Non-Fiction Books In Publication Order
- Stiffed: A True Story of MCA, the Music Business, and the Mafia (1993)
- In Eddie’s Name: One Family’s Triumph Over Tragedy (1999)
- I’m Dying Up Here: Heartbreak and High Times in Stand-Up Comedy’s Golden Era (2009)
- Bitter Brew: The Rise and Fall of Anheuser-Busch and America’s Kings of Beer (2012)
- Fins: Harley Earl, the Rise of General Motors, and the Glory Days of Detroit (2018)
Non-Fiction Book Covers
William Knoedelseder Books Overview
An expose a7 of the role of organized crime in the music industry focuses on MCA Records, a powerful corporation with ties to the Mob and political influence to spare.Tour.
The brutal murder of a teenager and his family’s heroic struggle to transcend it On November 11, 1994, a Philadelphia teenager named Eddie Polec was brutally beaten and left to die on the front steps of his own church by a gang of teenagers from a neighboring suburb. Unfortunately, the tragedy didn’t stop there. Within days of Eddie’s death, it was disclosed that dozens of frantic 911 calls by bystanders had gone unanswered during a crucial forty minutes when Eddie was still alive and might have been saved. Written with the full cooperation of the Polecs, In Eddie’s Name tells of the extraordinary way in which a seemingly ordinary family grappled with a nightmare come true. Rather than seek revenge or sue the city for millions, as seems almost de rigueur for victims’ families, the Polecs responded with grace and courage. They sidestepped efforts to exploit the tragedy or to embroil themselves in the politics of a divided, angry city and instead undertook, as a more fitting tribute to a beloved son’s memory, to bring about an overhaul of Philadelphia’s fatally flawed 911 system. This rare story of decent people who became victims of fate and chose to respond like heroes is a heartbreaker and will be an inspiration to readers of all ages. 8 Pages of Black and White Photographs Bryn Freedman and William Knoedelseder are journalists who covered the Polec case from the outset. Managing editor and vice president respectively of news at USA Broadcasting in Los Angeles, they are married to each other.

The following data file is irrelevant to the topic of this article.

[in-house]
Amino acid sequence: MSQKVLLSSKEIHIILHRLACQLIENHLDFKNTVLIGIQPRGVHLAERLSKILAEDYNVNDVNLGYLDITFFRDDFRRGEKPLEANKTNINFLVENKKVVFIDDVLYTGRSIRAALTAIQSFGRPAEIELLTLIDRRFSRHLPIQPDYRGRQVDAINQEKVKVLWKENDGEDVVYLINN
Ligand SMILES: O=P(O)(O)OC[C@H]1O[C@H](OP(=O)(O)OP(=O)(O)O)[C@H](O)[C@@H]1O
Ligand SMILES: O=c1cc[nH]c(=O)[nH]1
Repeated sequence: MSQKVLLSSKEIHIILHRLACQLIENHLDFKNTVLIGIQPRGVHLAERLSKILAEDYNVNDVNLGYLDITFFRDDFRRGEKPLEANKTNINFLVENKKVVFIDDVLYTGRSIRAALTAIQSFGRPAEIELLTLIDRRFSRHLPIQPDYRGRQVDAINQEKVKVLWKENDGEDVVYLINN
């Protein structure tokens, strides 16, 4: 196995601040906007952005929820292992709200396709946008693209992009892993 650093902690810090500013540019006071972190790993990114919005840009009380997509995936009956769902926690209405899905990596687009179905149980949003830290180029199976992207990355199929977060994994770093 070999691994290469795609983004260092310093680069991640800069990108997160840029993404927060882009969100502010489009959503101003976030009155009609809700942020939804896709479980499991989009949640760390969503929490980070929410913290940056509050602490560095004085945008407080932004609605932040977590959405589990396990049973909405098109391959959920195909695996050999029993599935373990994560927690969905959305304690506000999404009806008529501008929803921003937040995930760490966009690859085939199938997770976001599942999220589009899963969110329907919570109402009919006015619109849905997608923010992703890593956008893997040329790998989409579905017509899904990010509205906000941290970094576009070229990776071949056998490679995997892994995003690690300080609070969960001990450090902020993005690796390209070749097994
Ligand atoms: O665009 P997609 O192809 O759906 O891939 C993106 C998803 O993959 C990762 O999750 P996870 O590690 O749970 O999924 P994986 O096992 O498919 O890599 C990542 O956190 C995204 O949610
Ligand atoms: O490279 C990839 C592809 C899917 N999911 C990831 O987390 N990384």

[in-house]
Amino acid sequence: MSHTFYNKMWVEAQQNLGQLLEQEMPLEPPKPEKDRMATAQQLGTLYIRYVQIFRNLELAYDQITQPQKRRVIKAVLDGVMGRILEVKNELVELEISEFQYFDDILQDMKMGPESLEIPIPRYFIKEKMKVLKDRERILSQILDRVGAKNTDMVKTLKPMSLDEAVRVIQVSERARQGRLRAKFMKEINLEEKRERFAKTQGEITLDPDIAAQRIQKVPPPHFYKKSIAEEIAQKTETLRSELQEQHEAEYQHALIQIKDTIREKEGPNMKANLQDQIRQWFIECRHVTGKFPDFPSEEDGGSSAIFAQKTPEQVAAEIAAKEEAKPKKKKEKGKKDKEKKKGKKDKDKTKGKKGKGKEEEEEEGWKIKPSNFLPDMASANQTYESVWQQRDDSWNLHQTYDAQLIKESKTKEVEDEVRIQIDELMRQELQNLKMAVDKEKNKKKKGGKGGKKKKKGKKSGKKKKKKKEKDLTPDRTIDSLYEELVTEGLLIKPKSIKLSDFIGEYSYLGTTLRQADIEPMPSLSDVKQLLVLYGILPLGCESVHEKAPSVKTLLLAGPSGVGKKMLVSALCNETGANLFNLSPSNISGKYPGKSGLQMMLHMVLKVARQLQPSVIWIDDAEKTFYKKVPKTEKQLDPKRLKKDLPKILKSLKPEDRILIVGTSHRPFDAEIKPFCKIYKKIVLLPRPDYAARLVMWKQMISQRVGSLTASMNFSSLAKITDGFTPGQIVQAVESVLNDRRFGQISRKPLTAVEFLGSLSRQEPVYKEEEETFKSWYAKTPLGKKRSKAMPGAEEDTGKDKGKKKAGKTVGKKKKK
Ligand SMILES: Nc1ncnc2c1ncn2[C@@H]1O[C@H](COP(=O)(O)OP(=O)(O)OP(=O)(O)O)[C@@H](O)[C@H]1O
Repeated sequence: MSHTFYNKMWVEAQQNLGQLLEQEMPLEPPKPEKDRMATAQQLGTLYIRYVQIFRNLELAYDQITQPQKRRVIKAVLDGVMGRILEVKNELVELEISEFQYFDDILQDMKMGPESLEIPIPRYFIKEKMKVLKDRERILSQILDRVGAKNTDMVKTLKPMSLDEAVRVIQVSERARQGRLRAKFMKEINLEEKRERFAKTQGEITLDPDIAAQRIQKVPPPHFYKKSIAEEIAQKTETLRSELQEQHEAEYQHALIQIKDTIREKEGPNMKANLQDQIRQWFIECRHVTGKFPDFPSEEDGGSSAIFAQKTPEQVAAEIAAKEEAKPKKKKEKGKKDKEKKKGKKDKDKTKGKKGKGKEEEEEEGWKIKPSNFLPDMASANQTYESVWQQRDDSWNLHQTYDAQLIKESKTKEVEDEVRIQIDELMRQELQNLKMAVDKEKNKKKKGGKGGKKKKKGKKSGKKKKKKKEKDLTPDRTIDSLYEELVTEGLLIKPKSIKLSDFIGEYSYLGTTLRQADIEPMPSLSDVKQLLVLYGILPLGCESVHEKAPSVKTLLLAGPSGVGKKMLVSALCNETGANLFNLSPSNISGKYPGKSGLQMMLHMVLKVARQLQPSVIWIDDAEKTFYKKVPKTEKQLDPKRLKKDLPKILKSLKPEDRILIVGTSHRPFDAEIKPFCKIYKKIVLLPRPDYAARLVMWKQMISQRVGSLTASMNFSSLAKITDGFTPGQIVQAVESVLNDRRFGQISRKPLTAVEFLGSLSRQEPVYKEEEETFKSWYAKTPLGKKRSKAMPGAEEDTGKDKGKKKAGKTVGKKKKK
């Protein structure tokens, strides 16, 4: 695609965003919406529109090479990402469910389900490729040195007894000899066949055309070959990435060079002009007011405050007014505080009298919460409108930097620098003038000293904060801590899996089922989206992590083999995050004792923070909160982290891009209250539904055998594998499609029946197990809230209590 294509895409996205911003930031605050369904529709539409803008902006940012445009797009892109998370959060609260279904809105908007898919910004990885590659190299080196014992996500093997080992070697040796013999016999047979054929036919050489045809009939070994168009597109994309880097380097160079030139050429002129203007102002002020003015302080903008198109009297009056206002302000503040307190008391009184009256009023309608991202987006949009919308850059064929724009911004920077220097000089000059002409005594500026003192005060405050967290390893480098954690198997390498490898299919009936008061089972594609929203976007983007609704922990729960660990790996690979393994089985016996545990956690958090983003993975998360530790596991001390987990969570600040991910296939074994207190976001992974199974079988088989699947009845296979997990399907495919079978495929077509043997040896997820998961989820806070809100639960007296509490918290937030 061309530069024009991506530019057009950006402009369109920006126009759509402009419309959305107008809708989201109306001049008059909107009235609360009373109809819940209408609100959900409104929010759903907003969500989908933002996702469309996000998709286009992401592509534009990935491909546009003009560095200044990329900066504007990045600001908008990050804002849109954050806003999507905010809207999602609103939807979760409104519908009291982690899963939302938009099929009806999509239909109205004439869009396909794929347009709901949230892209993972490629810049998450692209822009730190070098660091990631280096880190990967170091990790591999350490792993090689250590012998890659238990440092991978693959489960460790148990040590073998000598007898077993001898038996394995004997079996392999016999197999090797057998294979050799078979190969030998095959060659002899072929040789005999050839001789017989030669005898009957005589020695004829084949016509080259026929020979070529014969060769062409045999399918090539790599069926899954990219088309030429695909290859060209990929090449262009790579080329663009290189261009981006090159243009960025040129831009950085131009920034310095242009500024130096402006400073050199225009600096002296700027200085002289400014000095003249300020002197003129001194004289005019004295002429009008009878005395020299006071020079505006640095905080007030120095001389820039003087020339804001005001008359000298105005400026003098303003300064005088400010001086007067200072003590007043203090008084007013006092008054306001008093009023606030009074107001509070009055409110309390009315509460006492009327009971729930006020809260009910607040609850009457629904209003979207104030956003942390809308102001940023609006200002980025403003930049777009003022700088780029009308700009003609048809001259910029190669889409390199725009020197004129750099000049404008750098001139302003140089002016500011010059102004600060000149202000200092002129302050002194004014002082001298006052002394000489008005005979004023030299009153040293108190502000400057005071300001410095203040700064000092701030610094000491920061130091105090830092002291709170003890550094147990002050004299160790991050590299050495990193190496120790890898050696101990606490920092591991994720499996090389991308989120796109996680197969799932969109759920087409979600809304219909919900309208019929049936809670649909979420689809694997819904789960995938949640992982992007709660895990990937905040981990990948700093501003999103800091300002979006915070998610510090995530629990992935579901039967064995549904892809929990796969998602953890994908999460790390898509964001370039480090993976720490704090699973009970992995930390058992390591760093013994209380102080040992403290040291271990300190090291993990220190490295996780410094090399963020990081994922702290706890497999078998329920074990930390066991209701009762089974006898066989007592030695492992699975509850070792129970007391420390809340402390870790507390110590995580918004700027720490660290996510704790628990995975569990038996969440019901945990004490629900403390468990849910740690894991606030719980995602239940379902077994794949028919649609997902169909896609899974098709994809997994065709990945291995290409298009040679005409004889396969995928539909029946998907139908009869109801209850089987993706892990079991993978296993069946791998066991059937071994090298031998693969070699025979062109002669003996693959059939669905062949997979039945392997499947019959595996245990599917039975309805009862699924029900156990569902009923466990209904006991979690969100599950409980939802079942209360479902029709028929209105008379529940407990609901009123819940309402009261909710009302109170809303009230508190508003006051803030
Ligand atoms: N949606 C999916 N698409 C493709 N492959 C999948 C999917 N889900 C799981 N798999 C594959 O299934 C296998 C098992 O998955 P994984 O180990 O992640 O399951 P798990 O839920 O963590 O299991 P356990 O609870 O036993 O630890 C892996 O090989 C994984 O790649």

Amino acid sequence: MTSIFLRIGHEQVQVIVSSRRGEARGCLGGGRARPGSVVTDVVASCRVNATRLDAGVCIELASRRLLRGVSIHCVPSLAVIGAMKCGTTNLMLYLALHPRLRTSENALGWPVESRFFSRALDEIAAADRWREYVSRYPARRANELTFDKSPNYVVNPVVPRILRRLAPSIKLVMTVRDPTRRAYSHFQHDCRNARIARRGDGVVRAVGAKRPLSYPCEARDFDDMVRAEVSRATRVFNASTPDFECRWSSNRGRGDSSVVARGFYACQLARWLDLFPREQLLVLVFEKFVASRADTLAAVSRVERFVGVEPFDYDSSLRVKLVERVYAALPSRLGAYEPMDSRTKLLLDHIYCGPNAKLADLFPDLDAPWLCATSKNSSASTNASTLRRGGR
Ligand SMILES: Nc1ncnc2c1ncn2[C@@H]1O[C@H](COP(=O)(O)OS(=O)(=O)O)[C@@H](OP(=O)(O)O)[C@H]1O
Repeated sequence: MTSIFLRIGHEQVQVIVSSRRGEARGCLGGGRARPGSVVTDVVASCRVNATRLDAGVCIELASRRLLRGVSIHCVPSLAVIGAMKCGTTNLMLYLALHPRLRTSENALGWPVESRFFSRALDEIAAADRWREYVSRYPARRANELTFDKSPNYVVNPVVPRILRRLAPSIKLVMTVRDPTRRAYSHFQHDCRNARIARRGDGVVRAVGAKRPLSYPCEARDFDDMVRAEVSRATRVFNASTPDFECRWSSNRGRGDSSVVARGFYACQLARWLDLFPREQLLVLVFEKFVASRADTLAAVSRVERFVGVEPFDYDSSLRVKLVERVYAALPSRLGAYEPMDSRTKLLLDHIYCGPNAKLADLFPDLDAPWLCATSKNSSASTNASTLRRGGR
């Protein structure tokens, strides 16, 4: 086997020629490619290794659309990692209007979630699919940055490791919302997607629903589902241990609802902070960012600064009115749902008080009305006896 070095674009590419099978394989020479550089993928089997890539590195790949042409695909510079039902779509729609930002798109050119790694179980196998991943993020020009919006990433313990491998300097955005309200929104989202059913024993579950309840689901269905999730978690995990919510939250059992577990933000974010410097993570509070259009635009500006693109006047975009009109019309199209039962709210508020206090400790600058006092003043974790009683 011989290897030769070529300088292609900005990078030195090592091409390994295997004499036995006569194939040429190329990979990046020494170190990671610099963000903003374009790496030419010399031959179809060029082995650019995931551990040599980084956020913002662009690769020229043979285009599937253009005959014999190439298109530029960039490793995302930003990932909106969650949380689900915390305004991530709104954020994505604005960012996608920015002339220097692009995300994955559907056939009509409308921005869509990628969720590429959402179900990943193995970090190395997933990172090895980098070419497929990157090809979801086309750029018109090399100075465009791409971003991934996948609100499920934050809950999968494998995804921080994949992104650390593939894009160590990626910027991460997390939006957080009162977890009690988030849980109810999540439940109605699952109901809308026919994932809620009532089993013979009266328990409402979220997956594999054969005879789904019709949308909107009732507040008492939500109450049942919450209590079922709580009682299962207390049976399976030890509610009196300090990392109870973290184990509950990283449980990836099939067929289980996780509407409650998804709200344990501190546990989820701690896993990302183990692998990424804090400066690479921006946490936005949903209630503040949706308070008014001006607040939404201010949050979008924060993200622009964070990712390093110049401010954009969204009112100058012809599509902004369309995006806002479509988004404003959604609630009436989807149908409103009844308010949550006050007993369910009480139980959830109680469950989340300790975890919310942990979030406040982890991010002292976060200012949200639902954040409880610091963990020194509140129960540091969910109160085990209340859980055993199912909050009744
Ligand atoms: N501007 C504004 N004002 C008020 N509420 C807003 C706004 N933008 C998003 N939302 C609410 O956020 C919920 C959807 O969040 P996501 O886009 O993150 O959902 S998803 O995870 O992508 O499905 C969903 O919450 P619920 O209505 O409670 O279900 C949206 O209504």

Letterman, Leno, Robin Williams, Andy Kaufman, Richard Lewis, Garry Shandling, and many other soon to be stars were once young, broke, and funny in 1970s L.A. They were also friends…
until one event changed everything.
I’m Dying Up Here chronicles the collective coming of age of the standup comedians who defined American humor during the past three decades. Born early in the Baby Boom, they grew up watching The Tonight Show, went to school during Viet Nam and Watergate, migrated en masse to Los Angeles in the mid 1970s and created an artistic community unlike any before or since. They were arguably the funniest people of their generation, living in a late night world of sex, drugs, dreams and laughter. For one brief shining moment, standup comics were as revered as rock stars. It was Comedy Camelot but, of course, it couldn’t last. In the late 1970s William Knoedelseder was a cub reporter assigned to cover the burgeoning local comedy scene for the Los Angeles Times. He wrote the first major newspaper profiles of Leno, Letterman, Andy Kaufman, and others. He got to know many of them well. And so he covered the scene too when the comedians who were not paid for performing at the career making or breaking venue called The Comedy Store tried to change an exploitative system and incidentally tore apart their own close knit community.
Now Knoedelseder has gone back to interview the major participants to tell the whole story of that golden age and of the strike that ended it. Full of revealing portraits of many of the best known comedic talents of our age, I’m Dying Up Here is also a poignant tale of the price of success and the terrible cost of failure professional and moral.